Declining fertility and exorbitant and oppressive transportation charges have helped to keep these lands out of use, and some still lie idle and neglected, to excite the wonder of the social and economic student. To use the abandoned lands of the East, equal rates on agricultural products is a basic necessity.
The first step, now well under way, is railroad control by the Government. Equal access to transportation is as essential as equal access to land, for transportation is indeed an attribute of land.
Extending the inquiry westward, the coal and oil areas of Pennsylvania and Ohio are all controlled by a few hands. The original fertility of the farming areas of these states, together with the fact that they have been producing for only about a century, has enabled them to hold their own until recently, but now only the best located tracts are in maximum production, and this can he maintained only by the most advanced agricultural science. In spite of greater advantages, the crowded cities and deserted country districts are beginning to repeat in the fertile alluvial valleys of the interior, the tragic story of the East.
In the Mississippi valley, conditions seem better. Values of farming lands are increasing rapidly; the farms are rich and growing richer;food products are cheap and abundant; certain staples are produced in enormous quantities and sent to feed the cities of the East and the industrial population of Europe. The railroads transport these products nearly one thousand miles for the same prices as they charge in the East for transporting them one hundred miles. Wealth,activity, and political power concentrate at the inlet and outlet of the railway funnel, leaving vast areas of unused and unusable land between the terminals. Access to markets determines value. That is why the favored lands of Illinois, Iowa, Kansas, Michigan, and Wisconsin, one to two thousand miles from market, have risen in value to as high as three hundred dollars per acre, and the lands of New England, New York, and New Jersey go begging at twenty to sixty dollars per acre, unless they lie within the artificial prosperity of the cities.
Farther west in the irrigated regions of Colorado and Utah,restricted areas are held for special fruit crops, at prices ranging from three hundred to two thousand dollars and up, per acre. But here, again, monopoly, now a monopoly of natural opportunity, is a factor in creating prices; on this, however, the vast irrigation projects of the government, bringing into use larger and larger areas of these favored lands, were expected to exercise a check. Up to 1918 little has been sold. Their reclamation cost too much.
The willingness of the Southern planters to sell their lands, and so to release them for intensive cultivation, has partly turned the tide of immigration from the Eastern ports to the South, and the market garden system is reaching increasing areas. The development of factories to make cotton fabrics and to utilize the formerly wasted cotton seed by turning it into meal for cattle and other animals, as well as into the various food products, such as cotton-seed oil, cottolene, etc., has stimulated the use of the waste land around these budding factory centers, thus tending to encourage intensive use of small, well-located tracts.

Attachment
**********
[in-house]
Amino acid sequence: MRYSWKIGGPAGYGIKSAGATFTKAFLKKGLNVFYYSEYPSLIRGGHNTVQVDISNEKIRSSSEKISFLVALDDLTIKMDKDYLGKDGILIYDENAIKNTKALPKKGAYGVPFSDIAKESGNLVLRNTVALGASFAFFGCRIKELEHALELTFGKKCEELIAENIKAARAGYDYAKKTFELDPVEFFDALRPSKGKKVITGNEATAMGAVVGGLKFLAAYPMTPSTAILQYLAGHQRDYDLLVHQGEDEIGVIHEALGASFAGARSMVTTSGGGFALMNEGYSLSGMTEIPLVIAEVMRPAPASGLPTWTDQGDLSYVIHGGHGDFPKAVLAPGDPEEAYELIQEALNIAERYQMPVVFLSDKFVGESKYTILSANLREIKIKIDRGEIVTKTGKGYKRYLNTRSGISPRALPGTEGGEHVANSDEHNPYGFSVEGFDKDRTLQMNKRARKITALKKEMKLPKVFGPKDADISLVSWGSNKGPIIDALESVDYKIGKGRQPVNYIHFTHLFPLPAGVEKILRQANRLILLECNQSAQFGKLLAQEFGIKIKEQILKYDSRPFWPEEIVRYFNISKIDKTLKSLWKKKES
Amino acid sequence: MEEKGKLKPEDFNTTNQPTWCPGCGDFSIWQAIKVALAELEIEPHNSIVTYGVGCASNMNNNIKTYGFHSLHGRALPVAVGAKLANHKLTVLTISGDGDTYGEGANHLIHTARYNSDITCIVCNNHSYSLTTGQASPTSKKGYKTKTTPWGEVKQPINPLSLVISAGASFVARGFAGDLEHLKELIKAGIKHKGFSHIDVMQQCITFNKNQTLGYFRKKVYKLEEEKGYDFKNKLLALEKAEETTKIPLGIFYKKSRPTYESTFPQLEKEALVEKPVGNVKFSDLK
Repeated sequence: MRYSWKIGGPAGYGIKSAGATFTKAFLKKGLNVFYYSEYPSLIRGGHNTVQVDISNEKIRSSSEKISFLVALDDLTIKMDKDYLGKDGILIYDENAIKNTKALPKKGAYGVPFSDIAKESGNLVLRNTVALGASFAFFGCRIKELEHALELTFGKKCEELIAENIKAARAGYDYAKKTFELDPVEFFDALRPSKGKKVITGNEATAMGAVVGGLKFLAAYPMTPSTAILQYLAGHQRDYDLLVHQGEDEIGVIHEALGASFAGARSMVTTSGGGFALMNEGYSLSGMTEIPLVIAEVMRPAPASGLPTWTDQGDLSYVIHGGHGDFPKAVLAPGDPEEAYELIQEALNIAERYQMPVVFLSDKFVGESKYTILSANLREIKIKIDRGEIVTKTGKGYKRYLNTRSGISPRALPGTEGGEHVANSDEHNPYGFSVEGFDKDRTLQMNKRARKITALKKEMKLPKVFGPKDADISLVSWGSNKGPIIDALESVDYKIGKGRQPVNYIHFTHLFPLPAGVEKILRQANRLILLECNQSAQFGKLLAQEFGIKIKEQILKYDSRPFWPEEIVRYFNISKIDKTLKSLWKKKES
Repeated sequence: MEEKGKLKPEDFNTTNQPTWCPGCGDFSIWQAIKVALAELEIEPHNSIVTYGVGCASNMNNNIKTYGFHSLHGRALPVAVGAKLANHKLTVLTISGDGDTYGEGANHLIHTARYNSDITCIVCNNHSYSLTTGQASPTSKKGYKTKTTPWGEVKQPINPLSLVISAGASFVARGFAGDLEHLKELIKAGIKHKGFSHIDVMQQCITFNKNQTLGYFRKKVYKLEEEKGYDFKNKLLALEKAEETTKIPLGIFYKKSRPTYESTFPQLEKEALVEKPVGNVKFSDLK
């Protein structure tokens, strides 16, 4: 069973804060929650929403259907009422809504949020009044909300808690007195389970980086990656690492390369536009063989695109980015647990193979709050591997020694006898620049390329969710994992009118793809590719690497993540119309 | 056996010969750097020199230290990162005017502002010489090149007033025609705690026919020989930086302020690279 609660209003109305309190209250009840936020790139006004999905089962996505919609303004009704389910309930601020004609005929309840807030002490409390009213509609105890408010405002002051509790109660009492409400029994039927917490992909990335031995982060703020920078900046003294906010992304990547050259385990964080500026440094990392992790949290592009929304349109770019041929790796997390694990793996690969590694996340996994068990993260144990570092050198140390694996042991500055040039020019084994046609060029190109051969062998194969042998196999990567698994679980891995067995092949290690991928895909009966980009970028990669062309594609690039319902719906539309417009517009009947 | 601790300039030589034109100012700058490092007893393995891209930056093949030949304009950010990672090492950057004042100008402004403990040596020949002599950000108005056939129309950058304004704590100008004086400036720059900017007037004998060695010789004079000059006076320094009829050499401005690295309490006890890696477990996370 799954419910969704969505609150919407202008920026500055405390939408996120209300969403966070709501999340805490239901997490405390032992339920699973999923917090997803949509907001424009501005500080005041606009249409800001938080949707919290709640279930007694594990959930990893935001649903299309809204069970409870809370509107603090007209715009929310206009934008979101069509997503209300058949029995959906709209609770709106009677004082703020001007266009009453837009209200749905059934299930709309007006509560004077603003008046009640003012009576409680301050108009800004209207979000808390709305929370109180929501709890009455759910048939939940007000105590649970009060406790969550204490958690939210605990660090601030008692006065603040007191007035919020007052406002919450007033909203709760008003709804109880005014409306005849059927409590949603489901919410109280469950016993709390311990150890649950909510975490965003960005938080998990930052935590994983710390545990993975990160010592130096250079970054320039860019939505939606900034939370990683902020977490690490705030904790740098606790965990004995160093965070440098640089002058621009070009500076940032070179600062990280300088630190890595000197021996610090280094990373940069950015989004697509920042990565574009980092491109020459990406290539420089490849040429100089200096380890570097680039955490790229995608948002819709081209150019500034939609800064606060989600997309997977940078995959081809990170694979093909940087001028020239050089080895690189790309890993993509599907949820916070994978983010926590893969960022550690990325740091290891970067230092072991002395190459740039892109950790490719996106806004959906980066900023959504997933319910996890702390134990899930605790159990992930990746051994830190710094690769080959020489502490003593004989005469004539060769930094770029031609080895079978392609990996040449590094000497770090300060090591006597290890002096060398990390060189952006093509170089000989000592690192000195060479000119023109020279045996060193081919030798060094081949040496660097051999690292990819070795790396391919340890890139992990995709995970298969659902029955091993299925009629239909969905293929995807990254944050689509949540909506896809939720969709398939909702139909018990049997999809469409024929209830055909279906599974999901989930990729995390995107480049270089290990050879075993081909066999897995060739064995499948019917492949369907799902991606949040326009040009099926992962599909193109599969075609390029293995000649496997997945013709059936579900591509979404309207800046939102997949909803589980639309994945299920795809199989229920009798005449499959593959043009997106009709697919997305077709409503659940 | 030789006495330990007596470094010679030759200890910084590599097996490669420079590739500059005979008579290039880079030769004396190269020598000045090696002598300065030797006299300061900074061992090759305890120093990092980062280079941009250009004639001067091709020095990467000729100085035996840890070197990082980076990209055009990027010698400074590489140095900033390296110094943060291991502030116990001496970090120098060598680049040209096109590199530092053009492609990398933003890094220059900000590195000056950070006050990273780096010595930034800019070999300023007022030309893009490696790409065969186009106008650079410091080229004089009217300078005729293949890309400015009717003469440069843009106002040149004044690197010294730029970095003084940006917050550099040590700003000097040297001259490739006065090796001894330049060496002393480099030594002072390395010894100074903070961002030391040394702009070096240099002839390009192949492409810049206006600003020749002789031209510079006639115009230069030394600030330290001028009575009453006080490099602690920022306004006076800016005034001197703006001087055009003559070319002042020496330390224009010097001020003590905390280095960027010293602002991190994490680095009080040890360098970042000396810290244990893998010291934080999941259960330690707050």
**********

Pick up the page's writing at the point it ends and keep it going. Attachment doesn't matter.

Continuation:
With a climate much milder and more equable than that of the Northern states, with a potential fertility of soil, equally great under proper management, the South is making greater strides than any other part of the country.
The foregoing shows that in every section opportunities of getting the people to the land exist. Where a man should go is determined by a variety of things. If he be a newly arrived immigrant used to land work in Southern Europe, he would find his best chance in the South;if a German or Russian, or from any of the Northern European countries, he would find the beet-sugar sections of Michigan Colorado, or California more to his liking; if American born,without much knowledge of out-door work, and feeling the need of social life, the cheap farms of New York, New Jersey, and New England would probably be most attractive.
Many persons write me that I say it is necessary to get good land near population or with cheap and assured transportation facilities--and that it must not cost more than it is worth for gardening. "I find," they say, "that such acres are held as 'lots' at wildly speculative prices" and they ask "Where can I find such land?" But this is a book on agricultural use of land. Why land costs too much and where the remedy lies are other questions, dealt with in my "Things as They Are."
However, probably the best chances now for intensive cultivation are in New Jersey, in the backwoods of the Middle states now made accessible by cheap autos--and in the South.
What can be undertaken with good prospects of success will be outlined in the following chapters.